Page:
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Tucson Weekly Improvising Life

Jazz whiz Kevin Hays plays "From the Center."

By Dave Irwin

MAY 18, 1998:  IN A JAZZ improvisational context, you don't know what's going to happen," says pianist Kevin Hays. "You can sit home and practice, and say, 'Okay, I know how to do this and that.' But unless an improviser can really be in the moment and in tune to every little shift that's going on, it's not going to happen." Hays has learned how to be in the moment from legends like bassist Ron Carter and drummer Jack DeJohnette, who play on his new album, Andalucia.

He's also played extensively with icons like Sonny Rollins, Joe Henderson, John Scofield, and Joshua Redman, as well as being a member of the Blue Note All Stars. He was touring Europe at 19. Having just turned 30, he's already appeared on more than a dozen albums in Europe, Japan and the U.S. Hays' earlier solo albums favored larger ensembles. But Blue Note president Bruce Lundvall pushed him towards a trio format. "It's a scary little prospect for me to be that exposed," Hays admits. "I had recorded trio once before, with mixed results.

There's definitely a focal point at the piano. There's more responsibility on the one hand and yet there's more freedom." It didn't hurt that Carter and DeJohnette represent one of the strongest rhythm sections a young player could hope for. Hays acknowledges, "It was a wonderful experience. I came up listening to those guys play. Ron has such a strong presence. He can swing without even having a drummer. Other bass players may have good time and good sound, but Ron could swing through a nuclear war." However, Hays had not played with DeJohnette before the sessions. "You never know what's going to happen when you've never played with a particular musician before," he notes.

"You never quite know what the chemistry is going to be like until you get there. It really worked out beautifully. He's just a great musician. Sometimes when we talk about great musicians, we talk about technical prowess and neglect the elements that really make them great musicians, the ability to listen and respond, sensitivity to what's going on around yourself." For his Tucson gig, Hays will continue the trio format. Drummer Jeff Ballard is a veteran of the Ray Charles Band. Bassist Doug Weiss has toured with female jazz composer Toshiko Akiyoshi.

"Jeff's been around the scene for a while, and I've worked with Doug a lot over the years," Hays says. "I try to set the music up so that there's enough structure for things to hold together, but not be constraining." Hays explains, "For me, improvising is a process of building shapes, it's visual. It's the creation of new shapes, to be open to playing something that I haven't before and to wait until I have something in my mind's eye, or my mind's ear, before I play anything. So when something comes out, it will be from my center, as opposed to something that I've either already played out of habit or something that I think might be clever."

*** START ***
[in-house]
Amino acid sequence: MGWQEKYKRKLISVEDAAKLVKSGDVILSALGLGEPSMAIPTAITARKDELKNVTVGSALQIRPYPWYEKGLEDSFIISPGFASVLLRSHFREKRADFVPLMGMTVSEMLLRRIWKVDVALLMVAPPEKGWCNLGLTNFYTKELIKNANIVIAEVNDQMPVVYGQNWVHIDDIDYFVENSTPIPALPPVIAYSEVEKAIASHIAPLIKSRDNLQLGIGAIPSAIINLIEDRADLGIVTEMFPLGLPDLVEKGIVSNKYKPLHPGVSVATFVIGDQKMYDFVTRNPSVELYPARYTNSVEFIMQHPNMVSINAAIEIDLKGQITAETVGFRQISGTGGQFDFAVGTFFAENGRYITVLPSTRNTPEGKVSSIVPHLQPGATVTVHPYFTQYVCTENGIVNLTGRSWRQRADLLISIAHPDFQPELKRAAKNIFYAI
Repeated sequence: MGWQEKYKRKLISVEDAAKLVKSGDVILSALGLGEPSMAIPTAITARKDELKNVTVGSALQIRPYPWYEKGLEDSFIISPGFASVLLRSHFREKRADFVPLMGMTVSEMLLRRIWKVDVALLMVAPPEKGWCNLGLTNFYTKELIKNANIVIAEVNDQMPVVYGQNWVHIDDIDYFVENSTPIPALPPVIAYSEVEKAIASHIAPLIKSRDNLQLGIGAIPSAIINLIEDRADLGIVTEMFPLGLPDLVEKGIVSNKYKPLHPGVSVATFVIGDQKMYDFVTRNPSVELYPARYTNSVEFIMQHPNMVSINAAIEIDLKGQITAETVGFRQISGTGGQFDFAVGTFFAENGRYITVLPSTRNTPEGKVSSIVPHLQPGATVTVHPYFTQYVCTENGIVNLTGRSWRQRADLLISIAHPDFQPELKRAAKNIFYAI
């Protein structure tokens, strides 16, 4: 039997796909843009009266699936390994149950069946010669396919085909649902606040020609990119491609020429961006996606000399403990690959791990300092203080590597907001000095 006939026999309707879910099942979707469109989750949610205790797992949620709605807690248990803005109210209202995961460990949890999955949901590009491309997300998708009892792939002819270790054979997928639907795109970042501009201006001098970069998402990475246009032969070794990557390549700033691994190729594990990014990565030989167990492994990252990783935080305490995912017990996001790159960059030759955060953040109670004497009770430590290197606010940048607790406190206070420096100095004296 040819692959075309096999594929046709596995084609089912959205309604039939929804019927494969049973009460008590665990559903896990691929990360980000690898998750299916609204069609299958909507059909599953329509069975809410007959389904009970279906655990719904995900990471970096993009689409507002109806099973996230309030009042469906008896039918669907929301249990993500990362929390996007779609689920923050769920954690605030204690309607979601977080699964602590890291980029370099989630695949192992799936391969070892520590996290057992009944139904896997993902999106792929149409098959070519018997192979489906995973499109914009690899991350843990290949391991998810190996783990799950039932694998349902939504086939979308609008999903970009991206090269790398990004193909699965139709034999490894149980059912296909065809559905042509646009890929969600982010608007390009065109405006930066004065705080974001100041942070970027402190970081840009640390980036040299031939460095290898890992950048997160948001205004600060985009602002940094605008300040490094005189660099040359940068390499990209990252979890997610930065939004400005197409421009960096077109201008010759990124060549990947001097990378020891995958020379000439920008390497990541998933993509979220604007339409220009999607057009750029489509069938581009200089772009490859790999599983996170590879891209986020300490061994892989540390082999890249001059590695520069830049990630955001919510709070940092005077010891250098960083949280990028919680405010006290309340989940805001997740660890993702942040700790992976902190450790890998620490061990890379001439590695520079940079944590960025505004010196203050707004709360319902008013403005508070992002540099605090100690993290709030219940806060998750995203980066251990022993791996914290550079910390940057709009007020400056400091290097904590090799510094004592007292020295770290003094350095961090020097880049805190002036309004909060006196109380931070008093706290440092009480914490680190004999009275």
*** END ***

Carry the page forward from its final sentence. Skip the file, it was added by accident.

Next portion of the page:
"There's a lot of listening going on in improvisation. It's almost like stealing ideas from the other guys in the band without playing exactly what they're playing. If I hear the drummer play a little rhythm, some musicians like to mirror that back. I prefer to take it and develop it."

"When you look at it this way, you kill two birds with one stone in the improvisation process. You have your ears open so you're responding to the other musicians, and instead of feeling like everything has to be generated from myself, you take from what's going on in the situation and throw your own clothes on it. That way, it's like a conversation, where you're developing something together. That's how I prefer to do it and I try to surround myself with musicians who feel the same way."

Hays' influences include Herbie Hancock, Chick Corea, Bill Evans, Bud Powell and Oscar Peterson. "There have been a lot of people I've listened to, but fewer who I feel really close to," he admits. "I've learned so much from keeping my ears open, living in New York. There's always something that somebody's got their individual twist on."

Hays concedes, "It's very easy to get caught up in externals and career issues, agents and promoters, record companies, and that's all part of the business. But I've found that if I put music first, then those things tend to fall into place. They may not fall into place exactly how I'd like them to, but life is not here to cater to my needs or anyone else's.

"In terms of any large scheme, I just want to keep playing music and playing with creative musicians. It's just a matter of doing what I'm doing and that the next thing I'm supposed to be doing feels right."

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